Learn from Java Champion Matt Raible: JHipster to the rescue
March 29, 2021
In our special Java Daily edition, we would like to introduce you to Matt Raible. He is an Open Source Developer at Okta. There is his short intro: “My name is Matt Raible and I’m a hick from the sticks. I grew up in the backwoods of Montana with no electricity and no running water. I had to walk two miles to the bus stop every day, and it felt like it was uphill both ways. In the winter, we cross-country skied. I live in Denver, Colorado with my beautiful wife, Trish, and our two awesome kids, Abbie and Jack. We have a small petting zoo of cats and dogs. Trish and I are obsessed with the outdoors, skiing, whitewater rafting, and classic VWs.”
Java Daily: How the pandemic situation reflected on you as a speaker for different conferences? Do you think even after the pandemic, the online conferences will continue to be an increasing trend?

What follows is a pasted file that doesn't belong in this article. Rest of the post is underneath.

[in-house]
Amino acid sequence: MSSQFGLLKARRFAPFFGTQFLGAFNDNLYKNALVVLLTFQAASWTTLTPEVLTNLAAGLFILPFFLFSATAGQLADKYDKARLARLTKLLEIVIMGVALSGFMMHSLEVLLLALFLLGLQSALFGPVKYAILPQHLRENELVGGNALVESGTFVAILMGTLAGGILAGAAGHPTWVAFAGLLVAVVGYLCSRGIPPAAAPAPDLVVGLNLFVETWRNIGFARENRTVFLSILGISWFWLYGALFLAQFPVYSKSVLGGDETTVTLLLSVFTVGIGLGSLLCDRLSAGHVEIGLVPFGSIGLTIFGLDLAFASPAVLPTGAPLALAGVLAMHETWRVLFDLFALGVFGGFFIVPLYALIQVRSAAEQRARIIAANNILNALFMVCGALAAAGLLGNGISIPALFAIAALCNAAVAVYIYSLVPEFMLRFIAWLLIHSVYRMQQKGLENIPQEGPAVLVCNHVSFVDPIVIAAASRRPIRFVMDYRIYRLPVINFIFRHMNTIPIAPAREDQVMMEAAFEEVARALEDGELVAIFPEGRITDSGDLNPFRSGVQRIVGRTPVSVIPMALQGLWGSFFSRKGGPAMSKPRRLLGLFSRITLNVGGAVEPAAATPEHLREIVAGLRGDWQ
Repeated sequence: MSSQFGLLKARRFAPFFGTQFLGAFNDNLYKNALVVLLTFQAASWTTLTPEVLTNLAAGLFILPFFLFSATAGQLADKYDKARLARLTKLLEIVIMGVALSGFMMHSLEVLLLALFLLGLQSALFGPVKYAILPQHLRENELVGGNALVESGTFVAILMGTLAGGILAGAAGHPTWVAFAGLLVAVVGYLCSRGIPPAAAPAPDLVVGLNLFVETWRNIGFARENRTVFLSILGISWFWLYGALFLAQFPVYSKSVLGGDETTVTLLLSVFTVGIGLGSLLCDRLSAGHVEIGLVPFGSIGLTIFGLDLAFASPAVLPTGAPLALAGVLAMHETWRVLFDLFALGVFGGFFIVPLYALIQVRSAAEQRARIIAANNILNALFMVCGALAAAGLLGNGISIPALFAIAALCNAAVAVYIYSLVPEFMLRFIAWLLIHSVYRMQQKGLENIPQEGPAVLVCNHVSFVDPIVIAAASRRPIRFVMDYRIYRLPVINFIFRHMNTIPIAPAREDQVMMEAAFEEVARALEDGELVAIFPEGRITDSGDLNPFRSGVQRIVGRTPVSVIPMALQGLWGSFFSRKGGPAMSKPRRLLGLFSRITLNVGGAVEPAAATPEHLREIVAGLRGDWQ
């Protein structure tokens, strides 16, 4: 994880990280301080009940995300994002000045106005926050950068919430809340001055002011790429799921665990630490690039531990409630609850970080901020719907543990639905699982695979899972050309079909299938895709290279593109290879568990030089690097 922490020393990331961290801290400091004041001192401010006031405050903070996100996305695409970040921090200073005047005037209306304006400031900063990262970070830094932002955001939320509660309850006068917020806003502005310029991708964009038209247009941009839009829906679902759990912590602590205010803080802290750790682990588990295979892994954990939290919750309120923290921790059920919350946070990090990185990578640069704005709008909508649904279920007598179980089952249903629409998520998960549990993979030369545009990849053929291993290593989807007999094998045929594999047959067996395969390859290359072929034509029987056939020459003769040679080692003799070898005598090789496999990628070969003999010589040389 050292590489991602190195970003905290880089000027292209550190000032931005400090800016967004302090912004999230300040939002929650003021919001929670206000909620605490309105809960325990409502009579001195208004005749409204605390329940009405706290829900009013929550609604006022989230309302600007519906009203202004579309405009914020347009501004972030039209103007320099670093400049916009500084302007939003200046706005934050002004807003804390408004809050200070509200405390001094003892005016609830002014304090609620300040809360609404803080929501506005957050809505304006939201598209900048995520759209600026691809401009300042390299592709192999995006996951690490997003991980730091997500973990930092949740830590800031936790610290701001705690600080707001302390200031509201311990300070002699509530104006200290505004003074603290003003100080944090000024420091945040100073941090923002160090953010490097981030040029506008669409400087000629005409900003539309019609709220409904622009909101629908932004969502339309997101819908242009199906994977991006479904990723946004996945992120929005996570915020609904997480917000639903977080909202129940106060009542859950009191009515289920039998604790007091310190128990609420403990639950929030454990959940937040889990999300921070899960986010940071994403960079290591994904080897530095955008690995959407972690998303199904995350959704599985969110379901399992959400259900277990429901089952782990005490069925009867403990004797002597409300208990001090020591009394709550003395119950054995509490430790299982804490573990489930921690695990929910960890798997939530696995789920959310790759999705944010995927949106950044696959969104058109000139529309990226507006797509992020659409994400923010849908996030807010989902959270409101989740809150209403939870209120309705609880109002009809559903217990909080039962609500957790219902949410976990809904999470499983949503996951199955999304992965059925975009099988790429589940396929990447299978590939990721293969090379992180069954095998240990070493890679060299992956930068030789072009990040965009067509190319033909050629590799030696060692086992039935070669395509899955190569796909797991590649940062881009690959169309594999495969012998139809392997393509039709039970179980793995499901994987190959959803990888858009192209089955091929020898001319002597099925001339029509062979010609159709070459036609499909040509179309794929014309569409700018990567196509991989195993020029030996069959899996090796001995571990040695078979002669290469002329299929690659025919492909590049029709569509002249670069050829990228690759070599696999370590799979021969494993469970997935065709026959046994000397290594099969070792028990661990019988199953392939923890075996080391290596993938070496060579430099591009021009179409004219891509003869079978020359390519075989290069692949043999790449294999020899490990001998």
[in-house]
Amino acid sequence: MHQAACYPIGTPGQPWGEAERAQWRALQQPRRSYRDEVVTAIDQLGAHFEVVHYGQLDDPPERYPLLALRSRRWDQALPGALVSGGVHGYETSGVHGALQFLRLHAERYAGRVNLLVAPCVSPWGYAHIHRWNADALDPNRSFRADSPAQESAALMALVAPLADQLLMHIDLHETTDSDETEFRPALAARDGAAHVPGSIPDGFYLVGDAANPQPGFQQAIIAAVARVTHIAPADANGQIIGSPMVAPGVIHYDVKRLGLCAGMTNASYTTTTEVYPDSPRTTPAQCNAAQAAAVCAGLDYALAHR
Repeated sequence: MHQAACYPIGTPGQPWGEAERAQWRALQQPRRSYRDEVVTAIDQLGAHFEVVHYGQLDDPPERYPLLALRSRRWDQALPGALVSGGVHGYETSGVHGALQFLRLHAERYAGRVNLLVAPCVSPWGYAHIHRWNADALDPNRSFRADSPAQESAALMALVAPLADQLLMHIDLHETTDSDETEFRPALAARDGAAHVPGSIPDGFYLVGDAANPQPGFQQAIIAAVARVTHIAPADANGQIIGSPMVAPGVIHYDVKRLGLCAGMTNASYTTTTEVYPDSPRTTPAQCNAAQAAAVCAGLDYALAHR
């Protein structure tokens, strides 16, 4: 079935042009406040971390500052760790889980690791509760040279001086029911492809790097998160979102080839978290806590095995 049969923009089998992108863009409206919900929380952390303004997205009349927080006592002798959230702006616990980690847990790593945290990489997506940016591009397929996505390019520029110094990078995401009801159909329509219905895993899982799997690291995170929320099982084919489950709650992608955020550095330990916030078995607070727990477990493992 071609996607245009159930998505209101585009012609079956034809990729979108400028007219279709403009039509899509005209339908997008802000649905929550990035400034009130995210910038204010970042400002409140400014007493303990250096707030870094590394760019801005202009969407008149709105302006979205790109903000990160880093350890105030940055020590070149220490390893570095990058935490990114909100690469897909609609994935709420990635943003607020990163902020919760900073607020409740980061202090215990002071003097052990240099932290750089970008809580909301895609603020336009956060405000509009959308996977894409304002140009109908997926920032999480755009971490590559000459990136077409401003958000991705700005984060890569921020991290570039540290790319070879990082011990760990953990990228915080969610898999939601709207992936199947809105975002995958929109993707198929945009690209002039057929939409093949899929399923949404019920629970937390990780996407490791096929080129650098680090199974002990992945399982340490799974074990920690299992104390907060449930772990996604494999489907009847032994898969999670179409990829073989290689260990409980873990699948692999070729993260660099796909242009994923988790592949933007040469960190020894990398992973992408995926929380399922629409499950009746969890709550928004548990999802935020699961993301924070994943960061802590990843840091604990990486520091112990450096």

Matt Raible: I was planning on pausing my travel from July 2020 to July 2021 to be home more for my daughter’s last year of high school. The pandemic caused me to start my travel pause earlier. Many conferences went virtual, so I ended up speaking more in the last year than expected. I was still planning to speak, but mostly locally. The pandemic accelerated my home office video setup, but I was already planning on having a nice setup because I record a lot of YouTube videos.
Before the pandemic, conferences, in general, were increasing a lot. I believe this is because people realized it could be a money-making venture and because so many people were doing it successfully. Virtual conferences are likely easier to set up, but I don’t think they make any money, especially since most of them are free for attendees. I think some virtual conferences will continue, but the majority will return to in-person.
Java Daily: Recommend favourite book(s).
Matt Raible: The books that had the biggest impact on my career are:
- Erik Hatcher’s Java Development with Ant
- Rod Johnson’s J2EE without EJB
In the last 10 years, I’ve enjoyed The Well Grounded Java Developer, ng-book for Angular and Secure by Design. But one of my favorite non-tech books is Zen and the Art of Motorcycle Maintenance.